Photograph courtesy Oliver Lucanus
The tiger ray's name is inspired by its orange-black coloration and banded tail. Photograph courtesy Stephen A. Bullard
Published May 6, 2011
An Amazon stingray known as the tiger ray has finally earned its scientific stripes: It's been officially recognized as a new species.
For more than a decade, aquarium traders in the upper Amazon River Basin of Peru have caught the freshwater fish, whose name—Potamotrygon tigrina—is inspired by its orange-black coloration and banded tail.
Up to 31 inches (80 centimeters) wide, the species is distinct from other stingrays based on, among other features, its conspicuous colors and its tail spines, which are lower and not as closely grouped as those of its relatives.
"It's one of the prettiest species," said Marcelo de Carvalho, a zoologist at the University of São Paulo in Brazil who led a new study on the tiger ray.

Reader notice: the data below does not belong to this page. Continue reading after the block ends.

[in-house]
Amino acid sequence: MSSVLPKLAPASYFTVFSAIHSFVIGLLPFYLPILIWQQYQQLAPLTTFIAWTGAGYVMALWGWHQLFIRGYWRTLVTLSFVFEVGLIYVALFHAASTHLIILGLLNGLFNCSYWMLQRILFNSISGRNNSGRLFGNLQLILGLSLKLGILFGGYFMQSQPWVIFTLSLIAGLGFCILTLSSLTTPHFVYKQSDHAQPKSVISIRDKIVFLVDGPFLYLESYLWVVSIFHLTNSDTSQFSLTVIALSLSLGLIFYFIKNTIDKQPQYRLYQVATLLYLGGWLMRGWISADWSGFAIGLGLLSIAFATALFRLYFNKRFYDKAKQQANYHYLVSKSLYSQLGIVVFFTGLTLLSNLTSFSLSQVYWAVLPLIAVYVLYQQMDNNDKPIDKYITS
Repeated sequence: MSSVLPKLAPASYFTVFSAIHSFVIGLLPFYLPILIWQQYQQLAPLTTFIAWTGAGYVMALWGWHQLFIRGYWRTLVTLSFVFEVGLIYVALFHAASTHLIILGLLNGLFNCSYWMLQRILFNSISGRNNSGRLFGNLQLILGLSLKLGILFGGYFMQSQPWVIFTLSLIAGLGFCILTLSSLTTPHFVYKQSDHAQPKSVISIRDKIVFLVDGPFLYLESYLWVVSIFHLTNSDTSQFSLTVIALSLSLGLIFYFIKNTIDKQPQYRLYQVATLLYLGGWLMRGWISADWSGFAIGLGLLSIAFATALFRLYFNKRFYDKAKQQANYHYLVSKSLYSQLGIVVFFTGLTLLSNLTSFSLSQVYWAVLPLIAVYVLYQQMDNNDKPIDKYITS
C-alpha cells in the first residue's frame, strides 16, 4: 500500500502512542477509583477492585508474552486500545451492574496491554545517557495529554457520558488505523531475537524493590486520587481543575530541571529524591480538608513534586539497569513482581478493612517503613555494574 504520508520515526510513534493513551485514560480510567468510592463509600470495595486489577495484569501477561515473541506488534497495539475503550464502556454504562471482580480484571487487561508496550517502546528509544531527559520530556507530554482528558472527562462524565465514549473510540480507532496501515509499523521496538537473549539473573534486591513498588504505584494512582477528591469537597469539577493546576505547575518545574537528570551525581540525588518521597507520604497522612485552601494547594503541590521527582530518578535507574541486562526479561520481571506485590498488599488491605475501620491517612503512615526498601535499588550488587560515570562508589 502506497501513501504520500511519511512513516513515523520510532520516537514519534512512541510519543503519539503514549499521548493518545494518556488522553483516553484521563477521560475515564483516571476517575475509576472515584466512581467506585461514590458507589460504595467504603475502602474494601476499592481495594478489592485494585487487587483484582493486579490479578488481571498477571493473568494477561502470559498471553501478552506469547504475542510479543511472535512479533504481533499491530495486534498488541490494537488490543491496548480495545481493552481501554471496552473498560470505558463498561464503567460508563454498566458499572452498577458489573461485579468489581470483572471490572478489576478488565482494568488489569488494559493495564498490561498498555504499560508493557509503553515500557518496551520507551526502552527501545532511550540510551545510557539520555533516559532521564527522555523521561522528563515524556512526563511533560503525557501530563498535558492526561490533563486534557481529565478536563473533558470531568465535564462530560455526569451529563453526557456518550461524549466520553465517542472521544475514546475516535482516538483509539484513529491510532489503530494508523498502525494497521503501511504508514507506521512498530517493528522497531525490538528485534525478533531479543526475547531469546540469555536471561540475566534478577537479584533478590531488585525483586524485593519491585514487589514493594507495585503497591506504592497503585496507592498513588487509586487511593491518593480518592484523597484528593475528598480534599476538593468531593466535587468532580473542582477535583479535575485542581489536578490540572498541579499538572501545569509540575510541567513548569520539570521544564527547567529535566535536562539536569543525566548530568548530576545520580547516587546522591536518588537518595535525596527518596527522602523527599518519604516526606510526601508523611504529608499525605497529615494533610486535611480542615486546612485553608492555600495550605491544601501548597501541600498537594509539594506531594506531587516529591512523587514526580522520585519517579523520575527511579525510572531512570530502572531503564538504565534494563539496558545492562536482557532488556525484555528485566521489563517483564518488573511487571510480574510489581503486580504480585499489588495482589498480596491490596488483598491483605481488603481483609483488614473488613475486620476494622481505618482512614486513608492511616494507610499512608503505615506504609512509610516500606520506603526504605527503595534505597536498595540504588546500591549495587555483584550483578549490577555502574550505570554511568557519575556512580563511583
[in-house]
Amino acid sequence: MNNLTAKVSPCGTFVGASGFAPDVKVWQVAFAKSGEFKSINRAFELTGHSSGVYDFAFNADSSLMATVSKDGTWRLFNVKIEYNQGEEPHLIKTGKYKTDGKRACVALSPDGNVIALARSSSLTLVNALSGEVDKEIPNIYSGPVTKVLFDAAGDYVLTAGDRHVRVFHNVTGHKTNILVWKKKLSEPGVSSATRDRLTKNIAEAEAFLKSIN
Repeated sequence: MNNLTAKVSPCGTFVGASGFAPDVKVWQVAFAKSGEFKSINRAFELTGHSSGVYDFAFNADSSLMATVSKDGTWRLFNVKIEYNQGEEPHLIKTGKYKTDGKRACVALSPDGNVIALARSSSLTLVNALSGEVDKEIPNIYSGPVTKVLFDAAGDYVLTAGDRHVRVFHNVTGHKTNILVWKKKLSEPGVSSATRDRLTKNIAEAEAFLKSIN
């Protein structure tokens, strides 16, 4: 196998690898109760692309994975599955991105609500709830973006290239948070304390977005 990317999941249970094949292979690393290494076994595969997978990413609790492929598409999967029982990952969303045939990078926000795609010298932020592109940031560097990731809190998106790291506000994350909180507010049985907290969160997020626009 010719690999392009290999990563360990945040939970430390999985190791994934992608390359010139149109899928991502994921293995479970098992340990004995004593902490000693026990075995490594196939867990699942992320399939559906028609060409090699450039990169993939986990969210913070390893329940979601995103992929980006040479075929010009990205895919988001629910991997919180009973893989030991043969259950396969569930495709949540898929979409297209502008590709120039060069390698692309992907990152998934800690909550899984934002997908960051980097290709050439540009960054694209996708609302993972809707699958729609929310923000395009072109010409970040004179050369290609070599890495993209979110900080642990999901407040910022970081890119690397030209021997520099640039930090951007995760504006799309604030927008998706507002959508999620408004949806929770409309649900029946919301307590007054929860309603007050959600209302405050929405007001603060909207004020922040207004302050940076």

Tiger Ray's Patterns a Mystery
Why P. tigrina is so striking compared with the bland browns and tans of other stingrays is still a mystery, de Carvalho added.
For instance, the stripes could be warning coloration—although most Amazon freshwater stingrays have few predators, other than the occasional crocodile.
"It's kind of ungainly to fit into the mouth of another fish," he said.
Overall there's virtually nothing known about the tiger ray—in fact, aquarium traders who catch them in the wild or breed them in captivity probably know much more about their biology than most scientists, he added.
P. tigrina is one of the most popular types of pet rays in Asia, especially in Japan and China. (See a giant freshwater stingray caught in Asia.)
Giving the animal a formal species classification "is the first step in understanding how we can regulate this resource," de Carvalho said.
The tiger-ray study appeared April 21 in the journal Zootaxa.
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